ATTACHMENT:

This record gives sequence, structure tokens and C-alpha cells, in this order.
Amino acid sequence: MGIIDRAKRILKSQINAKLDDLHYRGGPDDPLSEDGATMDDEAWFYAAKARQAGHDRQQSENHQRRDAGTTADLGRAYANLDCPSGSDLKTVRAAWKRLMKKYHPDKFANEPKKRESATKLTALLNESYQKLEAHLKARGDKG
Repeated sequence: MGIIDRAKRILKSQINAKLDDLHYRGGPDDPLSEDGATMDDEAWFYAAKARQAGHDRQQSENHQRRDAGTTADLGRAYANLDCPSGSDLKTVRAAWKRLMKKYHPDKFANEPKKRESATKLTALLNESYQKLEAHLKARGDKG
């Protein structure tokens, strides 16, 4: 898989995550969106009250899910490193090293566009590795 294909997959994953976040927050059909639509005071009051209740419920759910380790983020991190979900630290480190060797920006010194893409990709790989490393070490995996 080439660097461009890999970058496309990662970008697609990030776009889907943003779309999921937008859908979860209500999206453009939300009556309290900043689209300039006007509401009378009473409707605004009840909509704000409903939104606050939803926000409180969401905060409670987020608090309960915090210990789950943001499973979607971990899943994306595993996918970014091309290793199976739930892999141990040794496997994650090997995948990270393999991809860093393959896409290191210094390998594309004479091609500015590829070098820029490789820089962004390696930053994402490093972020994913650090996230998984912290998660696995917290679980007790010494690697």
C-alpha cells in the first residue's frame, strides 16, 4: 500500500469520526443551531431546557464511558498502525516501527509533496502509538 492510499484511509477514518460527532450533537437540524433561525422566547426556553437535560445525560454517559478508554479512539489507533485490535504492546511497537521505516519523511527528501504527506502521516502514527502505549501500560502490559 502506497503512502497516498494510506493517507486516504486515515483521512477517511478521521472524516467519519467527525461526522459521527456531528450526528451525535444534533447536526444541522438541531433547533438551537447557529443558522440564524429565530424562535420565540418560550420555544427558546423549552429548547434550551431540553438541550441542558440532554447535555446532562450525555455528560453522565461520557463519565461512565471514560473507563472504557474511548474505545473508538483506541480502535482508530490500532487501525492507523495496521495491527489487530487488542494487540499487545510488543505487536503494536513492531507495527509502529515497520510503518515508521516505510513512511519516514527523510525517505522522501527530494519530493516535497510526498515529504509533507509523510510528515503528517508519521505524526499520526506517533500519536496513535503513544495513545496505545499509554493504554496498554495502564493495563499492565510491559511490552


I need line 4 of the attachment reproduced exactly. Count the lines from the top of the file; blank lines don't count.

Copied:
């Protein structure tokens, strides 16, 4: 898989995550969106009250899910490193090293566009590795 294909997959994953976040927050059909639509005071009051209740419920759910380790983020991190979900630290480190060797920006010194893409990709790989490393070490995996 080439660097461009890999970058496309990662970008697609990030776009889907943003779309999921937008859908979860209500999206453009939300009556309290900043689209300039006007509401009378009473409707605004009840909509704000409903939104606050939803926000409180969401905060409670987020608090309960915090210990789950943001499973979607971990899943994306595993996918970014091309290793199976739930892999141990040794496997994650090997995948990270393999991809860093393959896409290191210094390998594309004479091609500015590829070098820029490789820089962004390696930053994402490093972020994913650090996230998984912290998660696995917290679980007790010494690697």